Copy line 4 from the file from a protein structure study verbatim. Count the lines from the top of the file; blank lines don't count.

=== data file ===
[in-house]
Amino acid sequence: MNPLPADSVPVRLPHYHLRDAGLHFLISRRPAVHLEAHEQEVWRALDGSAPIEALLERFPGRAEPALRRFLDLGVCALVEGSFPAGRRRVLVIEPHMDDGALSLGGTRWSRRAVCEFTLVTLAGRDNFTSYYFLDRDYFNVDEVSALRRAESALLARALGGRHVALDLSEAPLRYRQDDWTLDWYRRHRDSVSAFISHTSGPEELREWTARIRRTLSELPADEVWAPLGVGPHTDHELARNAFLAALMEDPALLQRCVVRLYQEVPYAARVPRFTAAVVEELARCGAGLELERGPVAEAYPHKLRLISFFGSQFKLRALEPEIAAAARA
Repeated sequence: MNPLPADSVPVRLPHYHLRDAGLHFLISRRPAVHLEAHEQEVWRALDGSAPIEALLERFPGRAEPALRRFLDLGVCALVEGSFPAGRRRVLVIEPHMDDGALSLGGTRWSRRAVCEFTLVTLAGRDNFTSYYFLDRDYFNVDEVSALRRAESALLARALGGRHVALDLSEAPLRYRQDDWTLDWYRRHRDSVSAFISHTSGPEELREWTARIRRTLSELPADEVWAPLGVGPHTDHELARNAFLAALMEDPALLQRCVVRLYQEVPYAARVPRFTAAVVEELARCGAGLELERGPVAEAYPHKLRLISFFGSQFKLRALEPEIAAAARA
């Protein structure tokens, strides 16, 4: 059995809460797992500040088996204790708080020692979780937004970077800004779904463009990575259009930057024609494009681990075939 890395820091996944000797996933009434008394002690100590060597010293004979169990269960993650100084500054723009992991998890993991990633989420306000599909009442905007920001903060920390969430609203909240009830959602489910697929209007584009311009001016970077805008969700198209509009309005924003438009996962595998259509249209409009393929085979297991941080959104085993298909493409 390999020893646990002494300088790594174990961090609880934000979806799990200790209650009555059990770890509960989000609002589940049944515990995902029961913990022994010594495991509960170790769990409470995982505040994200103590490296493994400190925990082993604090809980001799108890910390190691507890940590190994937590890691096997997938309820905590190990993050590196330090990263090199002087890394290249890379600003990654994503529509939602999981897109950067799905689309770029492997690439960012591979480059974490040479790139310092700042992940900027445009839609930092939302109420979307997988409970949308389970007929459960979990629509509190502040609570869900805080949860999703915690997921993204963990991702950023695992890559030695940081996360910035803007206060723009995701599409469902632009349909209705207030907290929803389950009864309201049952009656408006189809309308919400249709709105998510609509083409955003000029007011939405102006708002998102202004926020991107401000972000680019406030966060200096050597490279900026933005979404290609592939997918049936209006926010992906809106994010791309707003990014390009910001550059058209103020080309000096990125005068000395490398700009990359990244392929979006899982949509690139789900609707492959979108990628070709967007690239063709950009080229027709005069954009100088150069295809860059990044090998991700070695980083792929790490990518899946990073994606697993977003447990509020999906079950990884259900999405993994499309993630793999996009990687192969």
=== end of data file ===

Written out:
């Protein structure tokens, strides 16, 4: 059995809460797992500040088996204790708080020692979780937004970077800004779904463009990575259009930057024609494009681990075939 890395820091996944000797996933009434008394002690100590060597010293004979169990269960993650100084500054723009992991998890993991990633989420306000599909009442905007920001903060920390969430609203909240009830959602489910697929209007584009311009001016970077805008969700198209509009309005924003438009996962595998259509249209409009393929085979297991941080959104085993298909493409 390999020893646990002494300088790594174990961090609880934000979806799990200790209650009555059990770890509960989000609002589940049944515990995902029961913990022994010594495991509960170790769990409470995982505040994200103590490296493994400190925990082993604090809980001799108890910390190691507890940590190994937590890691096997997938309820905590190990993050590196330090990263090199002087890394290249890379600003990654994503529509939602999981897109950067799905689309770029492997690439960012591979480059974490040479790139310092700042992940900027445009839609930092939302109420979307997988409970949308389970007929459960979990629509509190502040609570869900805080949860999703915690997921993204963990991702950023695992890559030695940081996360910035803007206060723009995701599409469902632009349909209705207030907290929803389950009864309201049952009656408006189809309308919400249709709105998510609509083409955003000029007011939405102006708002998102202004926020991107401000972000680019406030966060200096050597490279900026933005979404290609592939997918049936209006926010992906809106994010791309707003990014390009910001550059058209103020080309000096990125005068000395490398700009990359990244392929979006899982949509690139789900609707492959979108990628070709967007690239063709950009080229027709005069954009100088150069295809860059990044090998991700070695980083792929790490990518899946990073994606697993977003447990509020999906079950990884259900999405993994499309993630793999996009990687192969």